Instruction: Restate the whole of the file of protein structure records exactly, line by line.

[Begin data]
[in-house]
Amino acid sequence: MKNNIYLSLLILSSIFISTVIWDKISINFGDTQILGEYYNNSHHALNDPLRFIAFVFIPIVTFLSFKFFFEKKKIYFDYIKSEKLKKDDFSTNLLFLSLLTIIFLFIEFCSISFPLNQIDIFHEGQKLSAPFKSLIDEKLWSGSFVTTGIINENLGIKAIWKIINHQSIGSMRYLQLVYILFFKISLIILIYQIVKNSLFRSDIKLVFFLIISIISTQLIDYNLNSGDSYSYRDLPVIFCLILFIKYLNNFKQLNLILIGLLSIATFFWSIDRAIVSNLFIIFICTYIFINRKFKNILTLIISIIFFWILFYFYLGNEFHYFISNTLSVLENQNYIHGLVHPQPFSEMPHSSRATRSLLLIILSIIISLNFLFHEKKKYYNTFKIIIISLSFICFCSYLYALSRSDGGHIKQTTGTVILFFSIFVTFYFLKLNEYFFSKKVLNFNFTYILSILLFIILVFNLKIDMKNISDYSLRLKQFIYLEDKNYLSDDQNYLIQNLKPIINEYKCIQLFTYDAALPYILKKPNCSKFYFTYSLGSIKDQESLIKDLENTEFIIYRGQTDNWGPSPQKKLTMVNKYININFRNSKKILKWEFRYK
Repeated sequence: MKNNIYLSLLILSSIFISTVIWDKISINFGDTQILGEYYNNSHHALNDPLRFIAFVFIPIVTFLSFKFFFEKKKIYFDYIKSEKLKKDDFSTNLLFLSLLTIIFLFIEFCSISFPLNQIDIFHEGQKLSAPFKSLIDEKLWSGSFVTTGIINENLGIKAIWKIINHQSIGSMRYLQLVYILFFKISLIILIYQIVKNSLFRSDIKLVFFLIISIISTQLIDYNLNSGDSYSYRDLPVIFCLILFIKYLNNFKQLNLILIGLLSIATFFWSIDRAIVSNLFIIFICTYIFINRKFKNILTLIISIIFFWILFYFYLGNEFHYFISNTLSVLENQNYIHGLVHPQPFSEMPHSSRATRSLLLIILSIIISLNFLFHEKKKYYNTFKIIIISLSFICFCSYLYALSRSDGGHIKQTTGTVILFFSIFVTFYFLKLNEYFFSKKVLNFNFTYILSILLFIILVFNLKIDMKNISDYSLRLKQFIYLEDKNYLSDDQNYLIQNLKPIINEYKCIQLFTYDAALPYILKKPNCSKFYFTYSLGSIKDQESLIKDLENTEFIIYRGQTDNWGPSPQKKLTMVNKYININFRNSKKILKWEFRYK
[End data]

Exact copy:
[in-house]
Amino acid sequence: MKNNIYLSLLILSSIFISTVIWDKISINFGDTQILGEYYNNSHHALNDPLRFIAFVFIPIVTFLSFKFFFEKKKIYFDYIKSEKLKKDDFSTNLLFLSLLTIIFLFIEFCSISFPLNQIDIFHEGQKLSAPFKSLIDEKLWSGSFVTTGIINENLGIKAIWKIINHQSIGSMRYLQLVYILFFKISLIILIYQIVKNSLFRSDIKLVFFLIISIISTQLIDYNLNSGDSYSYRDLPVIFCLILFIKYLNNFKQLNLILIGLLSIATFFWSIDRAIVSNLFIIFICTYIFINRKFKNILTLIISIIFFWILFYFYLGNEFHYFISNTLSVLENQNYIHGLVHPQPFSEMPHSSRATRSLLLIILSIIISLNFLFHEKKKYYNTFKIIIISLSFICFCSYLYALSRSDGGHIKQTTGTVILFFSIFVTFYFLKLNEYFFSKKVLNFNFTYILSILLFIILVFNLKIDMKNISDYSLRLKQFIYLEDKNYLSDDQNYLIQNLKPIINEYKCIQLFTYDAALPYILKKPNCSKFYFTYSLGSIKDQESLIKDLENTEFIIYRGQTDNWGPSPQKKLTMVNKYININFRNSKKILKWEFRYK
Repeated sequence: MKNNIYLSLLILSSIFISTVIWDKISINFGDTQILGEYYNNSHHALNDPLRFIAFVFIPIVTFLSFKFFFEKKKIYFDYIKSEKLKKDDFSTNLLFLSLLTIIFLFIEFCSISFPLNQIDIFHEGQKLSAPFKSLIDEKLWSGSFVTTGIINENLGIKAIWKIINHQSIGSMRYLQLVYILFFKISLIILIYQIVKNSLFRSDIKLVFFLIISIISTQLIDYNLNSGDSYSYRDLPVIFCLILFIKYLNNFKQLNLILIGLLSIATFFWSIDRAIVSNLFIIFICTYIFINRKFKNILTLIISIIFFWILFYFYLGNEFHYFISNTLSVLENQNYIHGLVHPQPFSEMPHSSRATRSLLLIILSIIISLNFLFHEKKKYYNTFKIIIISLSFICFCSYLYALSRSDGGHIKQTTGTVILFFSIFVTFYFLKLNEYFFSKKVLNFNFTYILSILLFIILVFNLKIDMKNISDYSLRLKQFIYLEDKNYLSDDQNYLIQNLKPIINEYKCIQLFTYDAALPYILKKPNCSKFYFTYSLGSIKDQESLIKDLENTEFIIYRGQTDNWGPSPQKKLTMVNKYININFRNSKKILKWEFRYK